Best way to invest in legal education (hint: don't matriculate). Are law school ventures no longer the reliable little piggy banks they once were?
Maybe so. Standard & Poor's bond rating agency just downgraded Albany Law School's rating from "positive" to "stable" because of dropping enrollment (the 132-ranked law school declined 14 percent in two years). According to the Albany Times Union, schools like Albany that aren't part of a large university are more at risk financially:
Law schools that are part of a larger university or university system were better able to absorb losses of the last few years. Schools tied to a university also can better attract students amid the shrinking market in the future because they are more able to offer bigger financial aid packages.
Despite declining enrollment for law schools generally, though, S&P is still pretty bullish about Albany. Reports the Times Union:
"We believe that over the outlook's two-year period, Albany Law School will likely maintain its financial resources at current levels, continue to generate surpluses on a full-accrual basis, and stabilize student enrollment," Standard & Poor's credit analyst Emily Avila said in a statement.
In other words, sooner or later, suckers will return and take on obscene amounts of student debt for a law degree from a mediocre law school. Just be patient.
In fact, S&P is downgrading very few stand-alone bottom-tier law schools. As the ABA Blog notes, only Thomas Jefferson School of Law in San Diego (it is unranked) got a downgraded rating (to a BB/negative rating), after it incurred $133 million in debt. But even then, S&P notes, "the school had a history of operating surpluses and a dean who was professionalizing the institution."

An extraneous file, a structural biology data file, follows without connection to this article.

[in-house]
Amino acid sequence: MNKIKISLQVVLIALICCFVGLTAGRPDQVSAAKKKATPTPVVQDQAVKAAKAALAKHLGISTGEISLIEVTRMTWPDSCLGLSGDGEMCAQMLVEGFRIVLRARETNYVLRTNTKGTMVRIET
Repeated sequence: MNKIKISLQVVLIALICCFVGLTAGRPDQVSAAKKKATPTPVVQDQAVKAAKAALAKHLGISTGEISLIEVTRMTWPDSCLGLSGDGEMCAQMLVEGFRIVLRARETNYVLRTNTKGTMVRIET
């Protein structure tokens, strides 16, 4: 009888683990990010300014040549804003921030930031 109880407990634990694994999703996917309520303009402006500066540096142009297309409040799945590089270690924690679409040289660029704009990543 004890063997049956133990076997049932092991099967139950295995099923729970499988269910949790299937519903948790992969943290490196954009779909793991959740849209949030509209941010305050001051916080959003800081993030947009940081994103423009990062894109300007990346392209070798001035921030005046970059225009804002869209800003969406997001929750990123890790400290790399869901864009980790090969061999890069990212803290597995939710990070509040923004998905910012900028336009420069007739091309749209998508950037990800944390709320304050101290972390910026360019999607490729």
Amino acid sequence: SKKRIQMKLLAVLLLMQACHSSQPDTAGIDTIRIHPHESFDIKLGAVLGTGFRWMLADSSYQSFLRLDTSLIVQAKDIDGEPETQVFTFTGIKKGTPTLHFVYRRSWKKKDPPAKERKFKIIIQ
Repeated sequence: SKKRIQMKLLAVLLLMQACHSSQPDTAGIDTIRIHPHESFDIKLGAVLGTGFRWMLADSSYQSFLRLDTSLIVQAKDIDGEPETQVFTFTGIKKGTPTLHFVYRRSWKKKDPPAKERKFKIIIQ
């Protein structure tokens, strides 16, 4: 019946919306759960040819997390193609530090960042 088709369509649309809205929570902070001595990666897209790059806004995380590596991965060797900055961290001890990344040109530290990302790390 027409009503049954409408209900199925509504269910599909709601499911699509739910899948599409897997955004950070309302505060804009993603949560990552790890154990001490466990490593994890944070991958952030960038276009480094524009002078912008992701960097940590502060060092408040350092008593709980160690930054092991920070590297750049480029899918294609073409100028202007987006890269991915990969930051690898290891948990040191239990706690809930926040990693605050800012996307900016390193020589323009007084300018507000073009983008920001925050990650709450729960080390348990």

Overall, S&P seems to suggest that these schools are stable investments—even if they are so low on the academic totem pole that they aren't even ranked. For instance, New York Law School got an A-/stable and Thomas M. Cooley Law School a BBB/stable.
So there's little correlation between the reputation of a law school and its long-term viability. A school can crank out legions of unemployed graduates and still be considered a solid business proposition. How many consumer products can pass that test?
New York law grads beat the national market—barely. I think you have to look hard to find the silver lining, but here goes: Of the nearly 5,000 graduates last year from New York State's 15 law schools, six in 10 found full-time, permanent jobs requiring bar passage by February 15, reports The New York Law Journal. But that 59.8 percent rate for New York grads was better than the national rate of 56.2 percent.
And you can pretty much guess which New York schools did well by their graduates: 93.4 percent at Columbia Law School and 91.1 percent at NYU School of Law. The NYLJ also notes that "Cornell Law School sent 85.8 percent of its graduates to those jobs."
All good news, except for this sobering fact: "Most New York schools succeeded in placing only about half of their graduates" in permanent jobs requiring the bar. At Brooklyn Law, only 48.7 percent of 2012 graduates got such coveted jobs; at New York Law School, the figure was 40 percent, which, the NYLJ notes, is "an improvement over 35.5 percent of 515 graduates for the class of 2011."
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